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Frequently Asked Questions

Can I just replace the outdoor unit on an older system to save money?

No. Replacing only the outdoor unit will sacrifice your comfort and lower the efficiency of the unit. In fact, you can lose up to 15% of the unit's efficiency! Even worse, your system may fail sooner than normal and most manufacturers' warranties will be voided. You should seriously consider buying a complete heat pump system.

Where can I get information about financing programs?

Wichita-Snider has several financing programs available to fit most budgets. For more information, please call (580) 536-5820.

What is the average life expectancy of equipment?

Most systems have a lifetime of 12 years or less. As your equipment gets older, its efficiency can decrease dramatically. You may notice that it gets noisier and needs repairs more often. If your system is over five years old, you should have a heating and cooling contractor check your system for maintenance or replacement. Preventative maintenance can prolong the life of the equipment.

Should I have my ducts cleaned?

Yes. Mold, mildew, pet hair, skin flakes, smoke film, dander, dust mites, dirt, pollen, and even bacteria take up residence in your air ducts. With each breath you take you inhale these contaminants. Dirty air ducts can not only make you sick or raise your utility bills, but they can also reduce your air flow and cause premature failure of your expensive heating and cooling system.

Why should I purchase a service agreement?

Proper care of your equipment can save you real dollars on your utility bills. Some air conditioning and heating problems can double operating costs without reducing comfort. Just 100th of an inch of dirt or film on an evaporator coil can reduce cooling and heating efficiency by 5%. All leading manufacturers recommend regular maintenance to maintain peak performance. A service agreement will give you the piece of mind that your system is operating at optimum efficiency and performance.

Should I replace or repair my equipment?

There are five main questions that need to be considered when deciding to either replace or repair your heating and cooling system:

How old is your system? If your system is more than ten years old, it may be wiser to invest in new, higher efficiency equipment, which could cut your energy costs by up to 40%.

What is the efficiency level of your current indoor weather system? Unfortunately, replacing parts of your old system will not improve the efficiency. If the energy savings of using a higher efficiency system will cover all or part of the cost of investing in new equipment, you should seriously consider replacement of the old system.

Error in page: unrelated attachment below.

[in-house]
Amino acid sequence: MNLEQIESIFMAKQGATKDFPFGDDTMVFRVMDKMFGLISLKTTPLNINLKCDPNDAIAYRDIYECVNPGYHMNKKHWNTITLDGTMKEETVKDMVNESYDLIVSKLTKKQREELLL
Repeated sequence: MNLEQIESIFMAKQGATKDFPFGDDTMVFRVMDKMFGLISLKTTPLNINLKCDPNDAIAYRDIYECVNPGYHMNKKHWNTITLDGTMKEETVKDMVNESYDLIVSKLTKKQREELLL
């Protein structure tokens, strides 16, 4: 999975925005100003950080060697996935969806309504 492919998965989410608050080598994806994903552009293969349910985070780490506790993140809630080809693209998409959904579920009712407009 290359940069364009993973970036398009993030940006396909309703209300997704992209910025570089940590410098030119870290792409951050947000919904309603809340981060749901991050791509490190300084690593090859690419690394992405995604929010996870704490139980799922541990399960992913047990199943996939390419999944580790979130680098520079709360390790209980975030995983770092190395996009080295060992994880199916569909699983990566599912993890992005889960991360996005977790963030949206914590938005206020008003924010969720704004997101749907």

What is the overall condition of your system? If your system is in solid condition, it could be wiser to simply repair it. But if your system breaks down often, you should consider replacing it.

How often is your system operating? If your system has been used extensively, it may be time to replace it. Systems exposed to extreme weather normally do not last as long as those in mild conditions.

Are you planning to move soon? If you are moving in the next year or two and believe investing in a new indoor weather system will improve the value of your home, you should consider making the investment. If you plan to live in your current residence for many more years, it may also be wise to go ahead and invest in your future comfort.

For more information, please call us at (580) 536-5820. We will be happy to discuss it with you.

How can I reduce allergens and increase humidity in my home?

With a high efficiency air cleaner, you can remove up to 99% of the pollen and spores that find their way into the home. There is also a great reduction in household dust, dirt, smoke, and other air pollutants. Your indoor air will become cleaner and fresher while reducing the allergens and dust that circulate throughout the house. With a whole house humidifier, you can relieve the irritating discomfort of dry indoor air. The humidifier reduces itchy skin, scratchy throats, static electricity, and damage to your furnishings and woodwork. Since humid air feels warmer than dry air, you do not have to set the thermostat as high to feel the comfort you want. A lower thermostat setting will reduce the costs of your energy bill. A humidifier adds moisture and improves your comfort while increasing the energy efficiency of your indoor weather system. On the other hand, a central dehumidifier removes excess moisture and helps control the humidity inside your home.

What does SEER and HSPF mean to me?